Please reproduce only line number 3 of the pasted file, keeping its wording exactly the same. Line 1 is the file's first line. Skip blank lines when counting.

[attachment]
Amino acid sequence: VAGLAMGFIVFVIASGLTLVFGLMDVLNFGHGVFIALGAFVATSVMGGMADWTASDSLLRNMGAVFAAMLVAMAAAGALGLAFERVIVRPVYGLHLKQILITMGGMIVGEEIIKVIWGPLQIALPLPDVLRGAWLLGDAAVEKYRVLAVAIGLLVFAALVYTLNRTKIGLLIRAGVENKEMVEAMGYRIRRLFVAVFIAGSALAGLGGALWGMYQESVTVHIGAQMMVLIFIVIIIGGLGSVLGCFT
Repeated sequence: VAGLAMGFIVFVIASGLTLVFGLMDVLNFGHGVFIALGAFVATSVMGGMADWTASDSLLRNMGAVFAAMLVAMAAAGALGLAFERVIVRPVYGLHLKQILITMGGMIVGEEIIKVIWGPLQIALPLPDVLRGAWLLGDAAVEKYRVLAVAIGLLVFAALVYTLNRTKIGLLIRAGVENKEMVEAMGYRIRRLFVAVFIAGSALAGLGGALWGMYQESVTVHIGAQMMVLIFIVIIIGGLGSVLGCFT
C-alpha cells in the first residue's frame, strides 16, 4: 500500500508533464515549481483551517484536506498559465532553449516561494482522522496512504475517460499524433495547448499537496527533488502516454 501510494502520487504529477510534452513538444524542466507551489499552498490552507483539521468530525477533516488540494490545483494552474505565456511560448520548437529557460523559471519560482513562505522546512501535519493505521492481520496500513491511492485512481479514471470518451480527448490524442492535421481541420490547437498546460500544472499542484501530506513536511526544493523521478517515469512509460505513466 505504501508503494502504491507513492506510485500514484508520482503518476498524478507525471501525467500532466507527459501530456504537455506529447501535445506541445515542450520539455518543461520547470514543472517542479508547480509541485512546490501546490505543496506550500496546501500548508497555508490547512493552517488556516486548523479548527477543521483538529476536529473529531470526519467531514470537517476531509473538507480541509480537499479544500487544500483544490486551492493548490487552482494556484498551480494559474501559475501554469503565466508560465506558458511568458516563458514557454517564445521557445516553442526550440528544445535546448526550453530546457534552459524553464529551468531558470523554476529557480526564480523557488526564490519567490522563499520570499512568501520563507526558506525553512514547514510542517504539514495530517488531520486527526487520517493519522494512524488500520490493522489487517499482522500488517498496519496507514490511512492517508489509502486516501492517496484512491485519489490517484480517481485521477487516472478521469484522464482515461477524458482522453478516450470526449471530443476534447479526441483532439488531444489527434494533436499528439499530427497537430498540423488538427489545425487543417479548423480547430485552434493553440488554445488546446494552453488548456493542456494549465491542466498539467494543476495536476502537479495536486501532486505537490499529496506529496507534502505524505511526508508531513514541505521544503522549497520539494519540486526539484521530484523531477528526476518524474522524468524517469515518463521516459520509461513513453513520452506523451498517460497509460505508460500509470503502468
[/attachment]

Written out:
C-alpha cells in the first residue's frame, strides 16, 4: 500500500508533464515549481483551517484536506498559465532553449516561494482522522496512504475517460499524433495547448499537496527533488502516454 501510494502520487504529477510534452513538444524542466507551489499552498490552507483539521468530525477533516488540494490545483494552474505565456511560448520548437529557460523559471519560482513562505522546512501535519493505521492481520496500513491511492485512481479514471470518451480527448490524442492535421481541420490547437498546460500544472499542484501530506513536511526544493523521478517515469512509460505513466 505504501508503494502504491507513492506510485500514484508520482503518476498524478507525471501525467500532466507527459501530456504537455506529447501535445506541445515542450520539455518543461520547470514543472517542479508547480509541485512546490501546490505543496506550500496546501500548508497555508490547512493552517488556516486548523479548527477543521483538529476536529473529531470526519467531514470537517476531509473538507480541509480537499479544500487544500483544490486551492493548490487552482494556484498551480494559474501559475501554469503565466508560465506558458511568458516563458514557454517564445521557445516553442526550440528544445535546448526550453530546457534552459524553464529551468531558470523554476529557480526564480523557488526564490519567490522563499520570499512568501520563507526558506525553512514547514510542517504539514495530517488531520486527526487520517493519522494512524488500520490493522489487517499482522500488517498496519496507514490511512492517508489509502486516501492517496484512491485519489490517484480517481485521477487516472478521469484522464482515461477524458482522453478516450470526449471530443476534447479526441483532439488531444489527434494533436499528439499530427497537430498540423488538427489545425487543417479548423480547430485552434493553440488554445488546446494552453488548456493542456494549465491542466498539467494543476495536476502537479495536486501532486505537490499529496506529496507534502505524505511526508508531513514541505521544503522549497520539494519540486526539484521530484523531477528526476518524474522524468524517469515518463521516459520509461513513453513520452506523451498517460497509460505508460500509470503502468